Oct 23 (Reuters) - U.S. stock futures dipped and the
Japanese yen ticked up on Friday after a final debate between
U.S. President Donald Trump and Democratic challenger Joe Biden
merely hardened investors' caution heading into the election.
U.S. S&P 500 E-minis were down 0.1% at 3,445.75
points at 0230 GMT. The S&P 500 index closed down 0.5% at
3,453.49 on Thursday.
The dollar was a few pips higher, while the
safe-haven yen was up 0.1% at 104.71 per dollar.
"It was a slightly more civilized debate this time around,
but Trump failed to make up for lost ground from the first
debate," said Vasu Menon, a senior strategist at OCBC Wealth
Management in Singapore.
"Biden came through better than Trump in this debate and
this should help to cement his lead over Trump and may just help
him to cross the final line with a win."
The final debate in Nashville, Tennessee on Thursday follows
over a week of choppy trade on Wall Street, with investors
worried about whether Congress and Trump will approve another
fiscal stimulus package before the election.
Gary Ng, Natixis economist for Asia in Hong Kong, pointed to
the slight strengthening in the U.S. dollar index as a sign that
sentiment has turned conservative because of the risk and
uncertainty around the election outcome.
Following a recent decline, the S&P 500 remains up over 3%
since the two candidates' first debate, on Sept. 29, with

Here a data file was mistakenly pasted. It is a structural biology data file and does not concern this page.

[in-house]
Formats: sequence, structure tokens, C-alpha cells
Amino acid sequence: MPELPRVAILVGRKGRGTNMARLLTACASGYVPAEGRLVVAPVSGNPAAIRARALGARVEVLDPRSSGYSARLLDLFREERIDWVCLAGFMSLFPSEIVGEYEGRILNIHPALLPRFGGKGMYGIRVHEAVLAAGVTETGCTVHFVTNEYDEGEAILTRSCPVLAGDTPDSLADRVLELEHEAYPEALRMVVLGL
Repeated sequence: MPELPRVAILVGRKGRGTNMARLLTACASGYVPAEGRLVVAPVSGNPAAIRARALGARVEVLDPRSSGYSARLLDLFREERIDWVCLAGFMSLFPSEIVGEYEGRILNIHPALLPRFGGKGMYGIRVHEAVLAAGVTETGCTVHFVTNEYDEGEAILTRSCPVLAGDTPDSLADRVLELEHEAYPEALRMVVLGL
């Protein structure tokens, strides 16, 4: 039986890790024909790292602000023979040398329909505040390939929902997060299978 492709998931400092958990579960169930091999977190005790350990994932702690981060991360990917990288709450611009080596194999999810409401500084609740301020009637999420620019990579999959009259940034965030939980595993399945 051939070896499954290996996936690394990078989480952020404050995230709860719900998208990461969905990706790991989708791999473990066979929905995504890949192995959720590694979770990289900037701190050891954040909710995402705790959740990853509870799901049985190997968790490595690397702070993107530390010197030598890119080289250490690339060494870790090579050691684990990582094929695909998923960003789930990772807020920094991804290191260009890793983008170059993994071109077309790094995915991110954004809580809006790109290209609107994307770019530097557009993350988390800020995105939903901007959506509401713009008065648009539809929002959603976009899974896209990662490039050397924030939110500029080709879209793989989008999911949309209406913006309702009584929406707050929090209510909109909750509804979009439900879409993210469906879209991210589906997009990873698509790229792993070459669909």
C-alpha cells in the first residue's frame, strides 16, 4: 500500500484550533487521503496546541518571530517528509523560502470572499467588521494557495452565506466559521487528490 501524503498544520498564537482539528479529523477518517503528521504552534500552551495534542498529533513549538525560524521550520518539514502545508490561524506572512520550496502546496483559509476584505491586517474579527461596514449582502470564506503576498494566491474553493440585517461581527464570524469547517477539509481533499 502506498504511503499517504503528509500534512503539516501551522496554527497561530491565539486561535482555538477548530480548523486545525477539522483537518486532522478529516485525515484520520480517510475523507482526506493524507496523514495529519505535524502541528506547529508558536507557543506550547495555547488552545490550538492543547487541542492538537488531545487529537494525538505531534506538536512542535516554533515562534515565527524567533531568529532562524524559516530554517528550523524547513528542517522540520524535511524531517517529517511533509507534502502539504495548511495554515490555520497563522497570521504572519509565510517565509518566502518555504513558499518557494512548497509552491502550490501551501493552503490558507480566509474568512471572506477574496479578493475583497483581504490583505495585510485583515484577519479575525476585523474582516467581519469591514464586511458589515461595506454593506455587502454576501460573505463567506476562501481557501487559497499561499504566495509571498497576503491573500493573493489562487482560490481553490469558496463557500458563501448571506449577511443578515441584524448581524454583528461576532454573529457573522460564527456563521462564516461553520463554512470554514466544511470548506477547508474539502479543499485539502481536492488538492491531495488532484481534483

investors voicing growing comfort with a potential Biden victory
as the Democratic candidate increased his lead in polls.
Many investors in recent months have held that a second term
for Trump, who favors tax cuts and deregulation, would be good
for the stock market.
The S&P 500 is up more than 60% since Trump's unexpected
election victory on Nov. 8, 2016, beating the 42% gain in the
first four years after Democratic President Barack Obama won in
Investors view Biden as likely to raise taxes, especially if
Democrats wrest control of the Senate from Republicans. However,
a Biden presidency, coupled with a Democratic Senate, would
likely mean a larger fiscal stimulus plan than what a Republican
Senate would agree to, many investors believe.
Goldman Sachs this month estimated that under a Biden
presidency, corporate earnings would receive a boost from fiscal
stimulus and lower tariffs, more than offsetting a drag caused
by an expected tax hike.
However, it is unclear how Wall Street would react to the
election outcome. In the run-up to the 2016 election, investors
widely predicted that a Trump victory would hurt stocks due to
his unpredictability and trade-war threats against China and
Following Trump's victory, the S&P 500 surged 5% in a month,
in what was dubbed the "Trump trade," as investors bet the
president would cut taxes and regulations and boost
With expectations that the increased use of mail-in ballots
by voters concerned about the coronavirus could mean no
immediate winner is announced, S&P 500 options show investors
are bracing for volatility in November and December.
With 12 days to go, some 47.5 million Americans have turned
in ballots, roughly eight times the number of early votes cast
at about same point before the 2016 presidential contest,
according to data compiled by the U.S. Elections Project.
Trump has declined to say if he will accept the results of
the election if he loses, repeating his unfounded complaint that
mail-in ballots would lead to election fraud.
(Reporting by Noel Randewich in San Francisco, Scott Murdoch in
Hong Kong, Tom Westbrook and Anshuman Daga in Singapore
Editing by Vidya Ranganathan and Sam Holmes)